by Rebecca Radding
How to run free, peer-led coding bootcamps - an interview with Dan Sofer
Dan Sofer talks about running free, peer-led coding bootcamps in London and Gaza and why he loves working with nonprofits
I first met Dan in August 2016 at the arrivals terminal of Ben Gurion Airport in Tel Aviv. He’d flown to meet me after my husband, Tony, who’d been living in Jerusalem, read about London-based Founders and Coders and wrote to Dan to see if he’d be interested in running a similar peer-led training programme with the Palestinian community. That meeting was, as Humphrey Bogart said in Casablanca, “the beginning of a beautiful friendship.”
Since that first meeting, we’ve started two new Founders and Coders programmes together, in Nazareth with the support of the British government and in Gaza, in partnership with Mercy Corps. I recently sat down with Dan at Space4 in Finsbury Park, the home of Founders and Coders CIC, to chat a bit about the early history of Founders and Coders and where the organisation is going next.
The space was buzzing. Students from FAC14, the fourteenth cohort since Founders and Coders began four years ago, are preparing to host clients for a workshop as part of our Tech for Better programme, with the support of mentors from the previous cohort, and their course facilitator, who is a part of InFact, a cooperative based in the coworking space next to the classroom.
So here is how the interview went…
Rebecca: Dan, there’s a lot of energy in here! Should we move somewhere calmer?
Dan: And leave my favorite place in all of London? No way!
Rebecca: In that case, let’s talk about what’s going on in here. I’m looking around and I see something surprising for a tech workspace: more women than men.
Dan: That’s right. For the last two years, over half (57%) of our students have been women.
Rebecca: Is that intentional?
Dan: Absolutely. Inclusion is one of our core values at Founders and Coders.
Rebecca: I can’t wait to hear more, but to start, could you take us back to what you were doing before Founders and Coders?
Dan: Well, I’ve been in web publishing for over twenty years. I’ve done just about everything, from programming to project management to business development. For several years, I worked as a project manager on the London Olympics websites. When that ended, I decided to spend some time updating my technical skills, which had got a bit rusty.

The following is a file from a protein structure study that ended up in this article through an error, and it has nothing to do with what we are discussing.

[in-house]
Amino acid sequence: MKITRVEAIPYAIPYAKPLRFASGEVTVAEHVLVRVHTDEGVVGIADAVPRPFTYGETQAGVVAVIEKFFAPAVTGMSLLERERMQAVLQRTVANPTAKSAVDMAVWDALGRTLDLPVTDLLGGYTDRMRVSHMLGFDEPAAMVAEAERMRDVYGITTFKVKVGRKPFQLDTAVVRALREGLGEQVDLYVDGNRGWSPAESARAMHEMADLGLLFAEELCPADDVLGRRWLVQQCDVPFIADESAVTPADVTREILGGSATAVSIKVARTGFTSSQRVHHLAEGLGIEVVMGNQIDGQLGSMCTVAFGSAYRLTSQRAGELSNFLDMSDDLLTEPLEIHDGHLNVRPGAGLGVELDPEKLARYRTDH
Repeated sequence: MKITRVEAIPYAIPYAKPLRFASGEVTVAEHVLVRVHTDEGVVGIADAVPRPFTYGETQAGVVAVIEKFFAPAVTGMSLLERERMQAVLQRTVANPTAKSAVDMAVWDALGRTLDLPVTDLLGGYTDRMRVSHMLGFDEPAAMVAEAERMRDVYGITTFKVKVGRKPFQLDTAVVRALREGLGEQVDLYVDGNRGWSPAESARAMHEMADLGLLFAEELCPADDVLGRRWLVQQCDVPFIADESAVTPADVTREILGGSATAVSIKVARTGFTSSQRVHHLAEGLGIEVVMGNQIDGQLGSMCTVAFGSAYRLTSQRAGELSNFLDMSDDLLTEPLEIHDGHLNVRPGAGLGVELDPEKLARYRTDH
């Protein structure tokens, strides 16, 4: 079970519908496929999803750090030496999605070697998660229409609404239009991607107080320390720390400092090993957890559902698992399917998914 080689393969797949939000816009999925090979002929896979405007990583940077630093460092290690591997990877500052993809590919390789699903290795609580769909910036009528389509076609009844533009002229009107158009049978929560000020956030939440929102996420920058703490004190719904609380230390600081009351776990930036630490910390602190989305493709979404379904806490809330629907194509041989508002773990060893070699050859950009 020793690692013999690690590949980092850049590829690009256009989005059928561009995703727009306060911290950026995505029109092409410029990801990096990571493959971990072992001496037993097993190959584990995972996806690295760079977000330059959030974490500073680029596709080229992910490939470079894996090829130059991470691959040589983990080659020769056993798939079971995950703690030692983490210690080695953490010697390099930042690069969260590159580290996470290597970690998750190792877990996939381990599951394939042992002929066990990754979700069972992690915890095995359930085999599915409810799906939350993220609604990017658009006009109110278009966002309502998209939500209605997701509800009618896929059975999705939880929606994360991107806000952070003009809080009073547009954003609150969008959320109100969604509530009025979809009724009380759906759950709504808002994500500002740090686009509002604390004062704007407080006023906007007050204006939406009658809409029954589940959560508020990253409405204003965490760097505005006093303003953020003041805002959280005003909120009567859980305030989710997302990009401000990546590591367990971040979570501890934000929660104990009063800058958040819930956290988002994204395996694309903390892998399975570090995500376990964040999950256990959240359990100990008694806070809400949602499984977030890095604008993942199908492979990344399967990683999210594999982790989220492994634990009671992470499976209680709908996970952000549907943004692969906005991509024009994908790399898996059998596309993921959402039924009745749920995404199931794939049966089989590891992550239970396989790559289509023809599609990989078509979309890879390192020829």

In the spring of 2012, the online platform Coursera launched, and the very first offering was a course on machine learning with Andrew Ng, which I started but didn’t finish. Though I was interested in using the internet to self-study, I found it a bit boring to learn on my own.
The next course I took was on game theory, and I decided to organise a meetup of other people taking the course in order to encourage myself to complete it. Four of us met regularly at the British Library until we finished the course.
That experience was transformational. I so enjoyed the combination of a structured curriculum with studying with a group of people who shared my motivation and level of commitment. All through 2013 - it kind of took over my life - I was taking courses on Coursera and also on the edX platform, which launched around the same time. Everything from matrix algebra to startup engineering to courses on functional programming in Scala, and cryptography.
We had been meeting at the British Library, but it’s a public space so we couldn’t just camp out there indefinitely. I started looking for something a bit more permanent and more conducive to peer-led study, which led me to being offered a classroom space by Camden Collective late in 2013, where I held the six-week pilot course that became Founders and Coders: me, fourteen students, and two courses on Udacity.
Rebecca: Why web development?
Dan: Well, it’s one thing to have a peer-led learning programme that’s just about people discovering topics they’re curious about, but it was clear to me that it would be more powerful if the learning was vocational and could lead the participants to greater employment opportunities.
Coding bootcamps — the idea that you could take people from diverse backgrounds, give them a grounding in web development, and then help them find work in the job market — had already emerged as a model, and I saw that what I was doing would fit well into that structure.
What was true then is still true now: there are a lot of junior developer roles, and there is an acute shortage of people capable of taking on those roles.
Rebecca: You say you sort of stumbled into peer-led learning. But there’s quite a literature on the subject.
Dan: You’re right. Until I discovered Coursera and the delights of peer-led learning, I don’t think I’d been paying a lot of attention to different pedagogical models. But once I discovered peer-led learning as a model that worked really well for me, I then became curious about who else was doing interesting stuff.